Unfortunately, many novice traders are attracted to spread betting by slick advertising campaigns, free trading seminars and promises of instant riches from trading system sellers. Yet spread bets are not get rich quick products.
In fact many people who have dealt in margin traded products say that beginner investors should start with share trading. These products do not suit traders or investors that are risk averse or conservative in their investment style.
Who Spread Bets?
From what I’ve picked up on over the years, most who get into financial trading are self-taught and very few come from financial backgrounds. We have students, PAYE employed, self employed, various business owners, various professionals and retired. We are a social, political and racial mixture. I think its a fairly level playing field regardless of background (as it should be).
Spread betting clients broadly speaking fall into two camps
1) People who do it for fun
2) Serious traders (or people who consider themselves to be such)
Examples of a cross-section of clients from the public we have encountered who spread bet include: Doctors, barristers, solicitors, accountants, dentists, vets, a psychiatrist, Chief Executives of an IT company, a logistics company and a plastics firm, IT consultants, a manager of a greyhound racing track, a fish and chip shop owner, a farrier, shop keepers, restaurateurs, chemists, a school teacher, a chauffeur, a kennel owner, a taxi driver, a driving examimer, a book keeper, a hospital caterer, a housing welfare officer, a film camera man, a kitchen installer, a livestock dealer, an oil rig worker, a bureau du change worker, an insurance salesman, pilots, a chiropodist, a postman, a graffiti remover, a minor aristocrat, a tennis coach, a roofer, an owner of car repair shops, a policeman, a student, a factory worker and farmers – in other works people from all sorts of work backgrounds!
If you don’t have an appetite for risk, or a willingness to do sufficient homework to help mitigate the risk, you really have no business trading – anymore than you should invest with money you can’t afford to lose! By definition, any investment that can turn pennies into pounds can also turn pounds into pennies if you aren’t careful.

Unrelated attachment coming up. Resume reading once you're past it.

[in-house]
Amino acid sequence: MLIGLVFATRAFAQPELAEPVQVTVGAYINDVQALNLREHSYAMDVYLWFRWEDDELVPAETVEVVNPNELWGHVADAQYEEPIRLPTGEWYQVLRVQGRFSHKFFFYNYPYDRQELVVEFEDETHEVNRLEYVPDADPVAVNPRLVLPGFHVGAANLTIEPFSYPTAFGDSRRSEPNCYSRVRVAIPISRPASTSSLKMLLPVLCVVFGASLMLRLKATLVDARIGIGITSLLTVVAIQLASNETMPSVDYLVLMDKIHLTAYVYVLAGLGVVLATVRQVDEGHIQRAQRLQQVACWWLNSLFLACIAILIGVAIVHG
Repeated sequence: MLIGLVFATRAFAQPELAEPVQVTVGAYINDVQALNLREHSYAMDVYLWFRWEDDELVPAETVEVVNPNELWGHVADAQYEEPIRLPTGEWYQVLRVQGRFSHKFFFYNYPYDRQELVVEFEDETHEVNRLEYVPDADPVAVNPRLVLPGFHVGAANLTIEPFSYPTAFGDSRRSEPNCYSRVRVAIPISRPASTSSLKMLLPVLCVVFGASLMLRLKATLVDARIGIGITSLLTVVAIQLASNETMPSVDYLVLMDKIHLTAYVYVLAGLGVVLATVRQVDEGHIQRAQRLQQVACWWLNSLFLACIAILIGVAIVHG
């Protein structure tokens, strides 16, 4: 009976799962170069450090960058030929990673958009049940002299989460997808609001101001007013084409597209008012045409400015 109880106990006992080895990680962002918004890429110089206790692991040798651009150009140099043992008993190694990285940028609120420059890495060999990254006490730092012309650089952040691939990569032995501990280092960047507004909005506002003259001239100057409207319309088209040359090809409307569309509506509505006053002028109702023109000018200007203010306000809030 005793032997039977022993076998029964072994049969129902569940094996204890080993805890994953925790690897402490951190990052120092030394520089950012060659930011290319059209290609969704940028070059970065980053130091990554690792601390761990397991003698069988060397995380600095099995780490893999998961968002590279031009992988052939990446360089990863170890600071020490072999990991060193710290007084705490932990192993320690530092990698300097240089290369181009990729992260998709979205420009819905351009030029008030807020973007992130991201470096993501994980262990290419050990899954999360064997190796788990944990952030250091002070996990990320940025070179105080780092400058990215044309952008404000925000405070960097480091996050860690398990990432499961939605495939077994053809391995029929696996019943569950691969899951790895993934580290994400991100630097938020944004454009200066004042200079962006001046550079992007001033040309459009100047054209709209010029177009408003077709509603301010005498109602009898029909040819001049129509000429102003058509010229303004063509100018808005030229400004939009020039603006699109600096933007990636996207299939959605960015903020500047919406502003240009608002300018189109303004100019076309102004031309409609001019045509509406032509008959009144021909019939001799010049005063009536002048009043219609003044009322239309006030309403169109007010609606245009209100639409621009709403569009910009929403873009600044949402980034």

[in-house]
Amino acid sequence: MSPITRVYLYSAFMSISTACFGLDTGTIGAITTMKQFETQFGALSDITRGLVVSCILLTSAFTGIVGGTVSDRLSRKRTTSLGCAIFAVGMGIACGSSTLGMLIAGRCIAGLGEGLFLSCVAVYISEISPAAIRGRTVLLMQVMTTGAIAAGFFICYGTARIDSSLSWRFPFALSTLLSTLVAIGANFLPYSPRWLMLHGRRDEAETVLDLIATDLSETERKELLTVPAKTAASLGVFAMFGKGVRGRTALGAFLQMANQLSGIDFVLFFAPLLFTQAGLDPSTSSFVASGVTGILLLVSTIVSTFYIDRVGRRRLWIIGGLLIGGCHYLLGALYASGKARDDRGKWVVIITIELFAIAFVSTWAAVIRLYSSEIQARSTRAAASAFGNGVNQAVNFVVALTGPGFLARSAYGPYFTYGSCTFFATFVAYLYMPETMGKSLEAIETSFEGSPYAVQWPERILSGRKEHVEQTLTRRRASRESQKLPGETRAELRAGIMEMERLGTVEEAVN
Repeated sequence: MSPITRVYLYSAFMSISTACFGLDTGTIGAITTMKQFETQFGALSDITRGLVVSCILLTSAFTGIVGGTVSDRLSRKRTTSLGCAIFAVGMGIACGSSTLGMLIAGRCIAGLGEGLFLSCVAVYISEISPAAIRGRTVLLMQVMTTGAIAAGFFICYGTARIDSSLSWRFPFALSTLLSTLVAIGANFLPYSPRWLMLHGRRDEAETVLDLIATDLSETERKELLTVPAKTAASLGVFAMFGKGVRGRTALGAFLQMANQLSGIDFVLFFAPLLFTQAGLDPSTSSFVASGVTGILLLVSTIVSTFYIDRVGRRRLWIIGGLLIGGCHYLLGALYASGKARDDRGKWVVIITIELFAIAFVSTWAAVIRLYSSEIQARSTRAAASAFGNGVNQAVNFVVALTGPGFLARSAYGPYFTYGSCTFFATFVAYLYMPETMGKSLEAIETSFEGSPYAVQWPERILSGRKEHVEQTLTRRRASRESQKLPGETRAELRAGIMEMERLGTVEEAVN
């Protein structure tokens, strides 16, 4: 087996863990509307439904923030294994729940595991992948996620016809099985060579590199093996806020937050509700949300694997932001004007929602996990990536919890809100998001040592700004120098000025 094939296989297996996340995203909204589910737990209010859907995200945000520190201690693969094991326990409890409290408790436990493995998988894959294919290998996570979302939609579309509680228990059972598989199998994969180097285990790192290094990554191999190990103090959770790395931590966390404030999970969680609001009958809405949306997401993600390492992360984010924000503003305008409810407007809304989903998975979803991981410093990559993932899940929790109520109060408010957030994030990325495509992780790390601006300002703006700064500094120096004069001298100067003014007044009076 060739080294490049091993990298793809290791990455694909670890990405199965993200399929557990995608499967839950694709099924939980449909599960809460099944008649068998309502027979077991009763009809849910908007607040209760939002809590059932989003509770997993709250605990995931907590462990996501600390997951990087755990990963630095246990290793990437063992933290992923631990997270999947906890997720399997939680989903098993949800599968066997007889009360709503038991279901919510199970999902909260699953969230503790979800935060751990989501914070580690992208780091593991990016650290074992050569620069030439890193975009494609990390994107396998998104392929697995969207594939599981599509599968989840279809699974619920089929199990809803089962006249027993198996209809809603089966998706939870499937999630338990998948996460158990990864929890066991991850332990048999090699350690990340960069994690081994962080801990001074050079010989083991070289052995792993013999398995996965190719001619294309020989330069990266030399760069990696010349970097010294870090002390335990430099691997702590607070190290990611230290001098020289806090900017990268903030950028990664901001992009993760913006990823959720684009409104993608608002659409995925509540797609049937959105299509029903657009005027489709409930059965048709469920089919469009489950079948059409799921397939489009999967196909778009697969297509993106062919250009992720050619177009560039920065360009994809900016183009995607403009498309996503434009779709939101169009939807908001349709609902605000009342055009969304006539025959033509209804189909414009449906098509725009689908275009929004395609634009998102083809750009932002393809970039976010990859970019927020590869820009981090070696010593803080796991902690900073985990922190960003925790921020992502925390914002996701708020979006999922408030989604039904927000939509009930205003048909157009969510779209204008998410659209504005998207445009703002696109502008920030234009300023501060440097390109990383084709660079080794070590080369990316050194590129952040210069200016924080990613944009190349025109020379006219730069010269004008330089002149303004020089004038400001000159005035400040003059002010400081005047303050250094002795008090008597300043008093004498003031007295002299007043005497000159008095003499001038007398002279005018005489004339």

“Spread betting is definitely not suitable for everyone. Have said that, whether spread betting is right for you or not, is entirely up to your circumstances. That’s, frankly, for you to figure out. All the same, many people will tell you that spread betting is ‘only gambling’ and that so called ‘real traders’ don’t spread bet, while they conveniently forget that financial spread betting started only as a way for so called ‘real’ traders to place bets on the side – which over the years, grew into the dynamic and ever evolving industry we see today. So it was with partial thanks to the needs of real traders that we even have a spread betting industry today.”
Are spreadbets right for you?
In reality spread trading (or indeed *any* other form stock market trading) is only possibly a “fair” option if you are able, hand on heart, say that you can afford to lose your account balance without this negatively impacting your life.
You would do well to consider trading via spread betting if:
- you have past trading experience
- you are used to trading in volatile market conditions, and
- you can afford to lose all of, or more than, the money you put in.
It would be difficult to bracket spread traders into one single section nowadays as new traders today originate from different backgrounds with different levels of experience, however it would be fair to say that the largest cross section of provider’s clients are retail. With the growth in the spread betting market, brokers are now dealing with everyone from beginner investors to highly active traders. The offering has to be very broad these days because the range of traders and investors is very broad.
Is trading right for you?
We’re going to be perfectly blunt. Spread betting or trading for that matter are not for everyone. Ask yourself these questions:
- Are you willing to do what it takes to start your own business properly and then maintain it?
- Are you willing to be open-minded and accept new concepts in trading?
- Are you willing to change habits that are destructive to your business (and destructive to your life in general)?
If you answered ‘NO’ to any of the above questions, then perhaps you should think twice before getting into the trading world. You’re just not a match. But if you fit the profile (you answered a sincere ‘yes’ to all of the above), then trading may be right for you.